Apr 25, 2022 - Politics & Policy

Texas court halts execution of Melissa Lucio

Melissa Lucio stands behind a glass wall in a prison in Texas while wearing a white jumpsuit
Melissa Lucio poses for a portrait behind glass at the Mountain View Unit in Gatesville, Texas, on March 21. Photo: Courtesty of Ilana Panich-Linsman for The Innocence Project

The Texas Court of Criminal Appeals has delayed the execution of Melissa Lucio, who was scheduled to be executed Wednesday for the death of her 2-year-old daughter.

The big picture: Lucio and her lawyers say she is innocent, pointing to new evidence they say shows her daughter, Mariah, died from falling down the stairs. Her case has drawn widespread outrage, with over 100 Texas lawmakers, celebrities and criminal justice advocates voicing their support for Lucio in recent weeks.

Details: The criminal appeals court on Monday granted a request to stay the execution to allow a lower consider the merits of Lucio's innocence claims.

  • Lucio's lawyers had also asked the state's pardons and parole board to recommend Gov. Greg Abbott (R) grant Lucio clemency. The board said later Monday that it would not make a recommendation "at this time" in light of the appeals court's ruling.

What they're saying: “I thank God for my life. I have always trusted in Him. I am grateful the court has given me the chance to live and prove my innocence," Lucio said in a statement.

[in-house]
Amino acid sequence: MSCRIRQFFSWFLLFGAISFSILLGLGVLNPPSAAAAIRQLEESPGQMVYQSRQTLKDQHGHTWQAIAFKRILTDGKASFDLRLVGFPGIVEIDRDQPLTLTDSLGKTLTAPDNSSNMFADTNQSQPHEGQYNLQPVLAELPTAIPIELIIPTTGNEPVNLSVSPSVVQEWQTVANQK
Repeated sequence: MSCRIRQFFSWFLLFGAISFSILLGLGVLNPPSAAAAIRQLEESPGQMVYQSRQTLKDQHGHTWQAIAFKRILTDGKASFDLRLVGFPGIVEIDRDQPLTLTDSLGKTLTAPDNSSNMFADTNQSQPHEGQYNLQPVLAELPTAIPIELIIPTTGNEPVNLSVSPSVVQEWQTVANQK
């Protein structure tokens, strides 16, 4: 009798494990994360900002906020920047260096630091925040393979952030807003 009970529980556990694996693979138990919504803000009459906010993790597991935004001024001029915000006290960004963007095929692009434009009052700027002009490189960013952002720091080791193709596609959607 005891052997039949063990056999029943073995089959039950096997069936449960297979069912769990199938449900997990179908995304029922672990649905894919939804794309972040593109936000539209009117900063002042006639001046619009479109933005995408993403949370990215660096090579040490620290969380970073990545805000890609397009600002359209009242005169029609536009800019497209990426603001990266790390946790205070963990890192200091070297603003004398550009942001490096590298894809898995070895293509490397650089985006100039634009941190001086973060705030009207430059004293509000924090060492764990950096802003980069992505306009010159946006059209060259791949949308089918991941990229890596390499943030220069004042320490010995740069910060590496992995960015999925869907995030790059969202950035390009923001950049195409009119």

• "Mariah is in my heart today and always. I am grateful to have more days to be a mother to my children and a grandmother to my grandchildren," the mother of 14 added.
  • "We're as happy as can be. We've been fighting for 15 years or so, and all of this year, and now we're seeing results," Lucio's son, John, said following Monday's ruling.

Background: Lucio was sentenced to death in 2008, a year after Mariah’s death in Harlingen, Texas.

  • In 2019, she was granted a new trial, but that decision was overturned by an appeals court.
  • The Supreme Court last year declined to review the case. In a court filing at the time, the Texas attorney general's office pointed to an autopsy that found Mariah died from “blunt force head trauma."
  • Her lawyers argue she was coerced into a false confession and given an unfair trial during which a medical examiner provided false testimony about Mariah's death.
  • Five jurors in the original case now say they have "grave concerns about evidence withheld from them" and support relief, her lawyers said in Friday's court filing.

Go deeper: Melissa Lucio's lawyers petition Texas court for stay of execution

Editor's note: This story has been updated with additional details throughout.

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